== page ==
By Chris Strohm
April 1, 2009
A senior Homeland Security Department official told lawmakers on Wednesday it is time for Congress to reconsider a legal mandate created by Democratic lawmakers that requires all cargo containers to be scanned for weapons of mass destruction at foreign ports before they are shipped to the United States.
The mandate, which Democrats put in a massive 2007 homeland security bill with much fanfare, requires the department to ensure that all U.S.-bound containers are scanned abroad by 2012. At the time, critics complained that the mandate was a "bumper-sticker" security solution that was unrealistic. Homeland Security Secretary Janet Napolitano told lawmakers in late February that meeting the deadline was not feasible, mainly because technology does not exist to do such comprehensive scanning and because obtaining political agreements with other countries is problematic.
Jayson Ahern, acting commissioner of Customs and Border Protection, told the House Homeland Security Appropriations Subcommittee on Wednesday that the mandate "needs to be thoughtfully reconsidered." Because it is written into the law, the department still must work toward achieving it, taking time and resources away from other priorities, Ahern said. He said the risk that a weapon of mass destruction would be smuggled by a ship container is "minimal" and the department has "more significant vulnerabilities" to address. He added that there is also "a significant amount of international churn" by other countries about what U.S. policy on scanning containers will ultimately be.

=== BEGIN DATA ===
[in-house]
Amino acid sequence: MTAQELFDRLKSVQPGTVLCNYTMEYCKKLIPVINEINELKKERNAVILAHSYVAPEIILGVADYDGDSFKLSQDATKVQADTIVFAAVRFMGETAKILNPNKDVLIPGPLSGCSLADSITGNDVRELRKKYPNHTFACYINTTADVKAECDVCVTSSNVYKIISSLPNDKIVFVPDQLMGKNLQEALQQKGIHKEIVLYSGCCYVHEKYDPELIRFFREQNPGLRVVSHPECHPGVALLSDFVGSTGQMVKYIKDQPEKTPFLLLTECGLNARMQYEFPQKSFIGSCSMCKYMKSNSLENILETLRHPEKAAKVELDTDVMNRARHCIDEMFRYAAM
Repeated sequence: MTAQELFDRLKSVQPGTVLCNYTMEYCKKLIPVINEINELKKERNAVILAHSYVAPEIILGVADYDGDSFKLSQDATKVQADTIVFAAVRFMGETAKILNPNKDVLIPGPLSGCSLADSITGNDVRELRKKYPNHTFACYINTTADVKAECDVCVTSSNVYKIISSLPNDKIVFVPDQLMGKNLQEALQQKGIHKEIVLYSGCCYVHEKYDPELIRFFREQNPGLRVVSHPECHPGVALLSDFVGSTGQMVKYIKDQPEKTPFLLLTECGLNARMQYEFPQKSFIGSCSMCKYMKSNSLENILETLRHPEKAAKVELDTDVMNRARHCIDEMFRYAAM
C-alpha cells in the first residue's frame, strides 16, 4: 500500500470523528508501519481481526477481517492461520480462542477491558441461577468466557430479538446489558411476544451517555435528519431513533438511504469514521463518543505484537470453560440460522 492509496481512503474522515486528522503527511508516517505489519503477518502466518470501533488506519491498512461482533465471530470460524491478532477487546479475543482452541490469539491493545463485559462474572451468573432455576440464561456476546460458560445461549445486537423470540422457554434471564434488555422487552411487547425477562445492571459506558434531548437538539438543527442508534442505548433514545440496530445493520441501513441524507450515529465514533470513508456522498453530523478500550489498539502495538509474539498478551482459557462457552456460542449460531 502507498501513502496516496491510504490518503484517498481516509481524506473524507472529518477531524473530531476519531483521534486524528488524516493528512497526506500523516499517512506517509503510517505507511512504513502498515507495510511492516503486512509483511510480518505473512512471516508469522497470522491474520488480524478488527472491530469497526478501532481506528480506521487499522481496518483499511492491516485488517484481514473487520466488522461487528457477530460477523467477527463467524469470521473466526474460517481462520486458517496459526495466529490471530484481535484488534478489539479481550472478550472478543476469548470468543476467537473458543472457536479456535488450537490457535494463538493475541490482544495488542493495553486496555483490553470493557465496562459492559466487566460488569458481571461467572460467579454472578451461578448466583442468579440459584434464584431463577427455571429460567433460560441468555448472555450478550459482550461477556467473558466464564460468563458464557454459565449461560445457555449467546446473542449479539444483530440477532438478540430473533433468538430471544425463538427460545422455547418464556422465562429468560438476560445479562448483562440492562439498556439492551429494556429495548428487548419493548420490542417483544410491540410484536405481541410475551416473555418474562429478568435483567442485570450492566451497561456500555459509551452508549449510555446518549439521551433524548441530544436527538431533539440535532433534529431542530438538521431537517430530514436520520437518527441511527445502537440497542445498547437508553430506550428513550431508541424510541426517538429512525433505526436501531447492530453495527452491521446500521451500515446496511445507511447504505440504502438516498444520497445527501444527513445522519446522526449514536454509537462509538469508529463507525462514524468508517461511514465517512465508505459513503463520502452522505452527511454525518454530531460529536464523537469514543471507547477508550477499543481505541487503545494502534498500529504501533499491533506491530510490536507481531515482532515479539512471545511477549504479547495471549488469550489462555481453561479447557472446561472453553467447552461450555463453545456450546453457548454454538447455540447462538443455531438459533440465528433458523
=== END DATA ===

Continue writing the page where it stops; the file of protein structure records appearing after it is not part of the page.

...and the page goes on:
Lawmakers said they have many questions about how best to secure cargo containers but did not scold Ahern over his comments, indicating a growing acceptance on Capitol Hill that the mandate needs to be relaxed. Homeland Security Appropriations Subcommittee Chairman David Price, D-N.C., said "the dilemma" presented by Ahern is "compelling" and needs to be addressed by Congress. "The question is, absent a '100 percent solution,' are current programs adequate to mitigate risk?" Price asked. "If not, what needs to be done?" He added "there's no question" that ensuring cargo security "is a serious issue."
On another front, Price also said he wants the department to submit detailed information on its strategy to prevent illicit cash and weapons from being smuggled from the United States to Mexican drug cartels. Ahern said the department is scanning all trains heading into Mexico and has not found any contraband. But he said inspecting vehicles driving into Mexico is much more challenging, especially because U.S. border checkpoints were never set up to facilitate southbound inspections. He noted that Congress provided $720 million in the economic stimulus bill to improve border crossings, but said the money is "only a fraction" of what is needed.
By Chris Strohm
April 1, 2009